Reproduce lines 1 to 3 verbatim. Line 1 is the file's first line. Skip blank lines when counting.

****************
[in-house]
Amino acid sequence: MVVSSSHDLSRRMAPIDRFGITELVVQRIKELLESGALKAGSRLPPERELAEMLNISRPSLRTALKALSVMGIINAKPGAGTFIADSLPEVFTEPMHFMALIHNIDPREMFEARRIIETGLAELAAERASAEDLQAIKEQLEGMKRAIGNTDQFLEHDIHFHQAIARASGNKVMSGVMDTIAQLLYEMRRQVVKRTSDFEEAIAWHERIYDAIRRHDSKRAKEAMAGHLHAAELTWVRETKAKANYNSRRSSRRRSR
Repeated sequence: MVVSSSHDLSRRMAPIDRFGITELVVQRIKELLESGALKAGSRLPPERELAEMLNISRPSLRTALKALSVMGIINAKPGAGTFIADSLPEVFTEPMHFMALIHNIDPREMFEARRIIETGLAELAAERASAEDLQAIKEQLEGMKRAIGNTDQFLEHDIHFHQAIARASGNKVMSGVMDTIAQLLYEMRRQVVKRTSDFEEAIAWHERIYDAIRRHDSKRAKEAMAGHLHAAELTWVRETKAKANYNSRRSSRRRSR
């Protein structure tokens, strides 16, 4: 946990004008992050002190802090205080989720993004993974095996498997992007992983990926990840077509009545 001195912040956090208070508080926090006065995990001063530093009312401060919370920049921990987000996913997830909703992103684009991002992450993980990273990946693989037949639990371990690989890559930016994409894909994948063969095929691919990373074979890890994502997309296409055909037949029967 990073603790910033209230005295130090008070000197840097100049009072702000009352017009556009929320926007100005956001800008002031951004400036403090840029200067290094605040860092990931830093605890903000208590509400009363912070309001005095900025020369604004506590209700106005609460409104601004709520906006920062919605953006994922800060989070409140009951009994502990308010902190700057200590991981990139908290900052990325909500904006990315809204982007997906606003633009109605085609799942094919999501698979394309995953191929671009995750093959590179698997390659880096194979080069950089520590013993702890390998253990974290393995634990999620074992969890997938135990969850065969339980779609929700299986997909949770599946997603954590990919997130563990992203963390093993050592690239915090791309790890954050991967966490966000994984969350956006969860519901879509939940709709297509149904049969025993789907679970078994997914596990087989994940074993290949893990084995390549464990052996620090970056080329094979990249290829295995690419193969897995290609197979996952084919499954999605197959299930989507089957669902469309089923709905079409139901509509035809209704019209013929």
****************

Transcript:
[in-house]
Amino acid sequence: MVVSSSHDLSRRMAPIDRFGITELVVQRIKELLESGALKAGSRLPPERELAEMLNISRPSLRTALKALSVMGIINAKPGAGTFIADSLPEVFTEPMHFMALIHNIDPREMFEARRIIETGLAELAAERASAEDLQAIKEQLEGMKRAIGNTDQFLEHDIHFHQAIARASGNKVMSGVMDTIAQLLYEMRRQVVKRTSDFEEAIAWHERIYDAIRRHDSKRAKEAMAGHLHAAELTWVRETKAKANYNSRRSSRRRSR
Repeated sequence: MVVSSSHDLSRRMAPIDRFGITELVVQRIKELLESGALKAGSRLPPERELAEMLNISRPSLRTALKALSVMGIINAKPGAGTFIADSLPEVFTEPMHFMALIHNIDPREMFEARRIIETGLAELAAERASAEDLQAIKEQLEGMKRAIGNTDQFLEHDIHFHQAIARASGNKVMSGVMDTIAQLLYEMRRQVVKRTSDFEEAIAWHERIYDAIRRHDSKRAKEAMAGHLHAAELTWVRETKAKANYNSRRSSRRRSR